July 23, 2024

Architectural Design Kingdom

Home is where the heart is

Is Art Deco interior design roaring back into style?

3 min read

When Athena Calderone walked into her TriBeCa apartment–once owned by Thierry Despont—for the first time, “there was something about it that screamed Art Deco,” she says.

She was familiar with the movement’s design principles: geometric, almost-Egyptian-inspired shapes; rich materials and colors; repeated forms. Yet, she wanted to know more. So, on a trip to Paris, she immersed herself in the buildings and rooms that defined the period: the galleries at Musée des Arts Décoratifs, Galeries Lafayette, and Auguste Perret’s Théâtre des Champs-Élysées, to name just a few.

And when she returned to New York—and her apartment—Calderone decided to explore a modern interpretation of the early 20th style. “There’s a restraint that was happening in Art Deco—there was a sumptuous quality to the material, but it also had this quiet restraint,” she says. “So I would say throughout the entire apartment, I’ll be kind of playing with that level of restraint and elegant materiality.”

“There’s a restraint that was happening in Art Deco—there was a sumptuous quality to the material, but it also had this quiet restraint,” Calderone says.

William Jess Laird

It starts with her floors. This month, she released a “Salon” collection with Beni Rugs that takes baseline cues from Art Deco, as well as the Vienna Secession movement. (Josef Hoffman, an architect who worked in both styles, was a noted influence.) Throughout the design process, she toyed with the more muted jewel tones of ice blue, silver, and oxblood, as well as repetitive geometric forms, and eventually photographed it all at the Perret’s former penthouse in the 16th arrondissement.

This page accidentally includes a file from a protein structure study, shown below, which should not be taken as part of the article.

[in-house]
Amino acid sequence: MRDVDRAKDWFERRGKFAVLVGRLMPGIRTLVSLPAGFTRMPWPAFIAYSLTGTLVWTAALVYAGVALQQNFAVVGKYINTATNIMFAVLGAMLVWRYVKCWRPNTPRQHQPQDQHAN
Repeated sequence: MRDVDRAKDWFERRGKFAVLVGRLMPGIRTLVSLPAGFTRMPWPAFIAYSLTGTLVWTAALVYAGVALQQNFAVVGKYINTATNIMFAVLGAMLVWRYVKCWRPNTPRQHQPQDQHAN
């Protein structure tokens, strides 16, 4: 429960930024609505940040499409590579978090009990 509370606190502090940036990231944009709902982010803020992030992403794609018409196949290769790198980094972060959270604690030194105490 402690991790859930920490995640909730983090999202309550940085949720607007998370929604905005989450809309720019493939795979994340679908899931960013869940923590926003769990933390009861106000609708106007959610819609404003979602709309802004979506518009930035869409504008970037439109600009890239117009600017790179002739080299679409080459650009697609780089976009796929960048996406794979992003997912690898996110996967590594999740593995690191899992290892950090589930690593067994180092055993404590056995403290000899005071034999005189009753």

Calderone is an interior tastemaker if there ever was one: her moody yet minimalist Cobble Hill townhouse became one of the most Instagrammed homes of a generation: not only did an article in Architectural Digest go viral, but Calderone herself amassed over a million followers. A book, “Live Beautiful,” followed. When she decided to move, it was covered by the New York Times.

So it’s likely that Calderone’s fresh take on Art Deco will catch on too. That is, if it hasn’t already: in an article for The New York Review of Architecture in March, writer Antonio Pacheco also predicted a resurgence. “Art Deco has bubbled up all over the place recently. It’s the backdrop for period dramas (Perry Mason; Oppenheimer); it’s the subject of museum exhibitions (The Met has two 1920s/30s themed exhibits this year alone); it fuels new creative endeavors (see Justin Peck’s Copland Dance Episodes),” he wrote. Meanwhile, Pierce & Ward recently created an Art Deco-inspired collection for Modern Matter. And this spring, Sotheby’s will be staging on “The World of Tamara: A Celebration of Lempicka and Art Deco,” an exhibition and sale of the defining Art Deco artist. (She’s been getting a lot of attention lately: currently on Broadway is Lempicka: The Musical, while a retrospective of her work will open at the San Francisco’s de Young Museum this fall.)

Then there’s just a general vibe shift to take into account. Whereas post-pandemic interiors have largely focused on minimalist beige interiors and soft curvy furniture—a response to the stress of the world around us—almost five years later, some of its signature hallmarks are falling by the wayside, according to many of the tastemakers and experts interviewed for Vogue’s annual interior design trends story. Just like the ’20s, perhaps, Art Deco is ready for a “roaring” comeback.

This story was originally published on Vogue.com.


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